Good nursing requires good communication between nurses and patients, and this communication must be in both directions. Nurses are humans and have their likes and dislikes for particular patients and inevitably, patients who are pleasant and compliant are likely to be the ones with whom nurses spend most time and with whom they communicate best. Communication, for example in the area of pain, is known to have beneficial effects and this provides the opportunity to raise the work of both Stockwell and Hayward. Stockwell conducted a study and wrote a landmark book The Unpopular Patient, which was instrumental in drawing to the attention of nurses that we did view some patients as being unpopular and that this often had direct consequences in terms of ignoring the patient which was likely to have subsequent adverse effects on their care. Hayward was responsible for a study of the use of information about the likelihood of a patient experiencing pain  and their subsequent experience of pain; essentially, the more information a patient had about a procedure and any painful consequences reduced their experience of pain and rather than hide these consequences in the hope that the patient will not notice or not comply with the treatment, it is now a standard aspect, for example pre-operatively, to inform patients of post-operative consequences including the likelihood, location and extent of pain. Thus, nurses and medical staff can communicate better with the post-operative patient and find solutions, including analgesic medication, for the pain.
Eating and drinking
With respect to eating and drinking I will refer to my own work in the field of dementia care. It is well known that older people with dementia almost inevitably experience difficulty in feeding themselves towards the later stages of the condition. This has obvious consequences for nutrition with sequelae such as severe weight loss, muscle atrophy and skin breakdown. Furthermore, for family and other carers, the fact that someone is not eating and losing weight is very distressing. Eating, in addition to its nutritional value, also has social and cultural significance.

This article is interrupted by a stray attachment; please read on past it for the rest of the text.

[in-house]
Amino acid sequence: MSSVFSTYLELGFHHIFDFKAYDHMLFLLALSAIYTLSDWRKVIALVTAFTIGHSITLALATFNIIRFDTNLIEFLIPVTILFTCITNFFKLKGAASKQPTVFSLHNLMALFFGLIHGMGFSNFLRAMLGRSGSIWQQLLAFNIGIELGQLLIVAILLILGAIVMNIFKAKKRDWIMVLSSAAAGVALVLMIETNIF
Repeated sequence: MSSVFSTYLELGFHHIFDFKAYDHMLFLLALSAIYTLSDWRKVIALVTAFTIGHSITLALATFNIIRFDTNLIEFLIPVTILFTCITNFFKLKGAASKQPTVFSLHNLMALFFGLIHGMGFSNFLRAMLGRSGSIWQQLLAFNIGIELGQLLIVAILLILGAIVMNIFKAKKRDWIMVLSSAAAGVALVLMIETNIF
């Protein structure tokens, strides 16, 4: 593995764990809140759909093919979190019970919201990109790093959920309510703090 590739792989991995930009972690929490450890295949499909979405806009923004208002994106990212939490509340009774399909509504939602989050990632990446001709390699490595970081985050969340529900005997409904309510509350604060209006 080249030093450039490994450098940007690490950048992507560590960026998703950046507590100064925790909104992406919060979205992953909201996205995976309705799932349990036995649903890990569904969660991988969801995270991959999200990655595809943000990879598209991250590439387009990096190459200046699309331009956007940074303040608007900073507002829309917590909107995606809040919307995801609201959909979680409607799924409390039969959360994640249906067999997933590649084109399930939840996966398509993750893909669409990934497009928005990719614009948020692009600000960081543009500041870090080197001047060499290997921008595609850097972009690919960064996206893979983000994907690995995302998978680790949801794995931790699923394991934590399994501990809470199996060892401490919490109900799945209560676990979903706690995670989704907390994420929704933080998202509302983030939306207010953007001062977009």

The area of nutrition and feeding is of professional interest to a wide range of people such as dietitians, speech and language therapists, occupational therapists, and nurses. However, the problem of feeding difficulty in older people with dementia is definitely in the nursing domain as, once families are unable to cope with the person at home and they enter more formal care, then it is nurses who actually have to compensate for the lack of ability to self-feed. 
There is no clear evidence on how best to intervene to help older people with dementia to feed themselves. Nurses can offer assistance but this hastens loss of independence; artificial tube feeding is possible but systematic reviews have shown that this is not a viable alternative as it leads to several dangerous outcomes such as aspiration and infection and therefore, may hasten death rather than preserve life.  Artificial feeding also requires restraint, an issue that was discussed earlier, and there are many legal and ethical issues to be considered.
Therefore, the study of feeding difficulty in dementia is warranted and when I entered this field as a staff nurse many years ago, there was no evidence base to guide practice and there was no valid method of assessing feeding difficulty and therefore, of measuring deterioration or improvement. Toward that end the Edinburgh Feeding Evaluation in Dementia (EdFED) instrument was developed and remains the only validated instrument in the world for measuring feeding difficulty in dementia.  In addition to providing a measure of difficulty, the EdFED also provided an insight into how feeding difficulty develops along a specific and cumulative pattern which is highly reproducible across settings and cultures.  The EdFED has been used as a measurement outcome on clinical trials of interventions to alleviate feeding difficulty and as a correlate of other measures such as body mass index.  The EdFED correlates well with other measures and is a sensitive instrument for measuring improvement in feeding ability in clinical trials.